writers on dancing


Cool Kids

“Chichester Psalms, "Tarantella," "N.Y.Export: Opus Jazz," "Stars and Stripes"
New York City Ballet
New York State Theater
New York, NY
April 29, 2005

by Susan Reiter
copyright ©2005 by Susan Reiter

While it wasn't announced as featuring all-American music, the program that showcased NYCB's company premiere of Jerome Robbins' 1958 "N.Y. Export: Opus Jazz" placed this distinctively American ballet amidst an evening of works also set to music by American composers. This most welcome addition to the repertory shared the stage with two Balanchine works choreographed within six years of its premiere, as well as one of Peter Martins' most recent offerings, last spring's "Chichester Psalms."

"Opus Jazz," once a mainstay of the Joffrey's repertory, performed by ABT in the 1980s, and staged fleetingly for the Ailey company in 1993, now feels like a natural for NYCB. With Robbins' "Moves" (choreographed one year after "Opus Jazz") and his brilliant 1995 synthesis of dances from "West Side Story" having previously joined the repertory, the company's dancers have acquired a certain familiarity with Robbins' late-1950s style—his absorption of the edgy, alienated currents that pulsed beneath the surface placidity and conformity of the time, and his fascinating ability to convey the tension and anxiety of urban life.

"Opus Jazz" is a big, bold, assertive work—sixteen dancers, large Ben Shahn backdrops for each of the five section, a blaring jazz-inflected score by Robert Prince that bristles with nervous energy. It's very much an ensemble work, with Robbins deploying his group in vigorous wedges and clusters. The eight men and eight women all wear black tights and brightly colored long-sleeved sweatshirts of fleecy-looking material (costumes by Florence Klotz) and sneakers colored to match each of their shirts. They look young, rambunctious and alert, and they move with a sly, cool playfulness. These hipsters have not yet lost all their innocence.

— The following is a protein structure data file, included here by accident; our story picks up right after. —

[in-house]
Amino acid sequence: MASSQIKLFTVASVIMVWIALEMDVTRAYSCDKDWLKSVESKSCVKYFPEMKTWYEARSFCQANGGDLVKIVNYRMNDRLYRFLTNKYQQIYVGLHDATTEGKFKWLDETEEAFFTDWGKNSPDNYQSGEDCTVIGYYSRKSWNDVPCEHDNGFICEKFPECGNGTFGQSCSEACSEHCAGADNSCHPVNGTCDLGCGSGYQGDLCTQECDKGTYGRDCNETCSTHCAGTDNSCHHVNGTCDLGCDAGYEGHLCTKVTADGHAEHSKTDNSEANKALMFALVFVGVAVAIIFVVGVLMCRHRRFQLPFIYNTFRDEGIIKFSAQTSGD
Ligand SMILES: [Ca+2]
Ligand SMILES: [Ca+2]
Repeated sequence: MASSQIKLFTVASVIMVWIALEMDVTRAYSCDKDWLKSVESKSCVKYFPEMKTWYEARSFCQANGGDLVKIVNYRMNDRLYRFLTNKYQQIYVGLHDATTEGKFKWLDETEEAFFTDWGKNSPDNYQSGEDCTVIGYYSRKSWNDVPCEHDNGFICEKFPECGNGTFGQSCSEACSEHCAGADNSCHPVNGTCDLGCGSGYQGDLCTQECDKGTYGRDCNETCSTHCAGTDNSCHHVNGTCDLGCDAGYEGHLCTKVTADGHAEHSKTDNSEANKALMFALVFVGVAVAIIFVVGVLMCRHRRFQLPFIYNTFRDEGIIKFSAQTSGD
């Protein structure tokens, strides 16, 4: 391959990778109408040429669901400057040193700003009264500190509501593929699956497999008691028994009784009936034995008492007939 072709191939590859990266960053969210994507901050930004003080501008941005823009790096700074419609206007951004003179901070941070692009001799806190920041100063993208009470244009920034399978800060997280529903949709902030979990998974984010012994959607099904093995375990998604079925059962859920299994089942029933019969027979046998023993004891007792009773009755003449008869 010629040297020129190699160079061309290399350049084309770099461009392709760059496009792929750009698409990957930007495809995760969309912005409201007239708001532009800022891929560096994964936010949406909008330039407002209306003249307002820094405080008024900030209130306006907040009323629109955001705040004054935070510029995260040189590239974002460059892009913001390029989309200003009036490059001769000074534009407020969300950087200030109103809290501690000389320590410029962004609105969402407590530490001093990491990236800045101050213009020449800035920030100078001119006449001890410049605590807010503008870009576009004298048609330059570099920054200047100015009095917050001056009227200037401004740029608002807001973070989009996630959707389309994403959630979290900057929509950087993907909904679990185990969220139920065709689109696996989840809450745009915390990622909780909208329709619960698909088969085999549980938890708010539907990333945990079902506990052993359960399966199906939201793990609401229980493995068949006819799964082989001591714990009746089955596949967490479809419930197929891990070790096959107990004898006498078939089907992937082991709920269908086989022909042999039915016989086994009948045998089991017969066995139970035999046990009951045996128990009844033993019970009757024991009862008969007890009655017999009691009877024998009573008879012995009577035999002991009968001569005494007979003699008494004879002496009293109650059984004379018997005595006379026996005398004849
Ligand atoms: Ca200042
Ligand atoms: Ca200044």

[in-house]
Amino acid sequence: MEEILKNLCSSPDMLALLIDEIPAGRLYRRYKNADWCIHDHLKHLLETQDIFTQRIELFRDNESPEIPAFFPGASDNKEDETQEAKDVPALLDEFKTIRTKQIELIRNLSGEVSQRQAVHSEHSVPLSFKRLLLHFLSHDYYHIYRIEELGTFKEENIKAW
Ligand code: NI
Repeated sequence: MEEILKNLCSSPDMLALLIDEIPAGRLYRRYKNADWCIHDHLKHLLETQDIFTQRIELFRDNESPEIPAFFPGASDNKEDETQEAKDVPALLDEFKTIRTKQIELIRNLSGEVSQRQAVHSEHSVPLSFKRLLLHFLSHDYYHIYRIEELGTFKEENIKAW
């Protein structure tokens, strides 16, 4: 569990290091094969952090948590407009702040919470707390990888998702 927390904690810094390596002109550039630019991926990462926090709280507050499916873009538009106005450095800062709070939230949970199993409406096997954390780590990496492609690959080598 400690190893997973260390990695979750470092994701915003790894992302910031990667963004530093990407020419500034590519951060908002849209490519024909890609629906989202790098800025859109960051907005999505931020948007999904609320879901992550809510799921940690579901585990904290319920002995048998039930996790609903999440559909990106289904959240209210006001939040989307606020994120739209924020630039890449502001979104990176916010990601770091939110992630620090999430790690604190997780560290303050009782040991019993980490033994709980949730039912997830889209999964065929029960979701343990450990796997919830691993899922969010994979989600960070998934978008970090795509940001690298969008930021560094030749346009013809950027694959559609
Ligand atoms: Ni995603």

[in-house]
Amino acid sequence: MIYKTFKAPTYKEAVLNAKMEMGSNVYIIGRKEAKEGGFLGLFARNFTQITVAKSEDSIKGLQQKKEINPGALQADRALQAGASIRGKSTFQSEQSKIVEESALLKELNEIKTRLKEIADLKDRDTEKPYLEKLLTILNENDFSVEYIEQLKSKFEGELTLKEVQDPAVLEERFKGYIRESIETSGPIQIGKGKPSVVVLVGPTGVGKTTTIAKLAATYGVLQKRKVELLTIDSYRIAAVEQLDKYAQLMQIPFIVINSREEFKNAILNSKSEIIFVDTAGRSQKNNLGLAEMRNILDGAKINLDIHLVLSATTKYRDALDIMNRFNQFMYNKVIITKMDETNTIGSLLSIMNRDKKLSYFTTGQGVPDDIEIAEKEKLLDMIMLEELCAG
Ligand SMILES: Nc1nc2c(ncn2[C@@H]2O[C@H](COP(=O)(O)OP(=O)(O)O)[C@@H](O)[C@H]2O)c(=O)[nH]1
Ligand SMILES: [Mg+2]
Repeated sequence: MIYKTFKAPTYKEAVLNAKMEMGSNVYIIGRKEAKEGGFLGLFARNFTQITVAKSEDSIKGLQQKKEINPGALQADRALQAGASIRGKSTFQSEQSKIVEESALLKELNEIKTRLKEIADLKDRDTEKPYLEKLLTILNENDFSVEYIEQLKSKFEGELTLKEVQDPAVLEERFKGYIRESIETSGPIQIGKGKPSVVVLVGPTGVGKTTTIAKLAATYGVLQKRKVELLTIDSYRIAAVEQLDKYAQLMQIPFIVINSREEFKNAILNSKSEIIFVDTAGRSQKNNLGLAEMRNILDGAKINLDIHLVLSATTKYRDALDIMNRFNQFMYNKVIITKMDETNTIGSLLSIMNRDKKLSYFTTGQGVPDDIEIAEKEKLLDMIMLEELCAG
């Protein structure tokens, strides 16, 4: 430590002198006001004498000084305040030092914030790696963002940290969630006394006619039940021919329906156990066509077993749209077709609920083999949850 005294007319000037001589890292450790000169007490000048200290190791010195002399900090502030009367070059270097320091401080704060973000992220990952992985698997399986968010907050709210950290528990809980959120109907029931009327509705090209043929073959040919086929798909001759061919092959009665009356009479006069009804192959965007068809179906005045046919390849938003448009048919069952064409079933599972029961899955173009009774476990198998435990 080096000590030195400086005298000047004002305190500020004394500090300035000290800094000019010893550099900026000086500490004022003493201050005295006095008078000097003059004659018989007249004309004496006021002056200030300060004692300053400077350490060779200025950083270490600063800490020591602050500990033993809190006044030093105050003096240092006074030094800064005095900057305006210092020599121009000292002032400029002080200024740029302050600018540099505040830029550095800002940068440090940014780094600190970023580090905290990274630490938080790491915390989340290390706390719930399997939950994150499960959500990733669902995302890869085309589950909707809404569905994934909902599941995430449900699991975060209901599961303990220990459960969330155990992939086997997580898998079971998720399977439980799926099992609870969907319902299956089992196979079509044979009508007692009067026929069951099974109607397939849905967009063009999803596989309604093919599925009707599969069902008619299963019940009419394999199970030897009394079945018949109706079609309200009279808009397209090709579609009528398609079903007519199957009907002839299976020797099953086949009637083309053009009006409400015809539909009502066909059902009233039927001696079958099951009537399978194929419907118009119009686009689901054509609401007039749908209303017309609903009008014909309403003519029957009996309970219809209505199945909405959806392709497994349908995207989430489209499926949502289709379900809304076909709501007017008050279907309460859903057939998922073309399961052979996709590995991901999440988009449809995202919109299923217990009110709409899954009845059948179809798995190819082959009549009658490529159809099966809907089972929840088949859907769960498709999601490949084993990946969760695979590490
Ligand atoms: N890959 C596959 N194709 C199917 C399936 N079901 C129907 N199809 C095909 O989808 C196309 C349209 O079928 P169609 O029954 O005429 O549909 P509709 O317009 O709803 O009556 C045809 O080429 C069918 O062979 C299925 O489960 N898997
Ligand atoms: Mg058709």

A very abstract work, with occasional individualized moments and no depiction of specific characters, "Opus Jazz" has been often mentioned in the same breath as "West Side Story," and it was created shortly after the musical opened. But the aggression and hostility that propel "West Side Story" are not the dominant impetus here, though there are moments that suggest trouble and danger. There is more a suggestion of eager kids having fun and exploring the possibilities of the music's brassy, liberating propulsiveness. Certain moves suggest a distinctively '50s jive and "hepcat" coolness, and to some extent the work does come across as a period piece, very much tied into the time when it was created. But the bold clarity of Robbins' patterns and the exhilaratingly open use of the stage space keep it from looking quaint, as do the energy and intensity of the performances.

The opening section, "Entrance: Group Dance," features twelve dancers against a backdrop of what look like hundreds of television antennas-a multitude of wiry, angled scribbles. The dancers sometimes hold their hands in front of them like paws, and mark time with their feet with jazzy insouciance. They form a cluster and sway slowly back and forth, as though marking time and waiting for something significant to happen. Invigorating energy is more the tone than alienation, although there are subtle hints that danger might be lurking nearby, and in the final moment, the dancers all drop abruptly to the ground.

"Statics" opens with a drum roll, and features a different backdrop. Four guys launch into moves that evoke the Jets on the prowl; they're rough, on edge, ready for action. They roll on the floor, then surround and envelop a later-arriving pair, Rebecca Krohn and Seth Orza. Frustration builds towards aggression, and ultimately Krohn is tossed roughly offstage.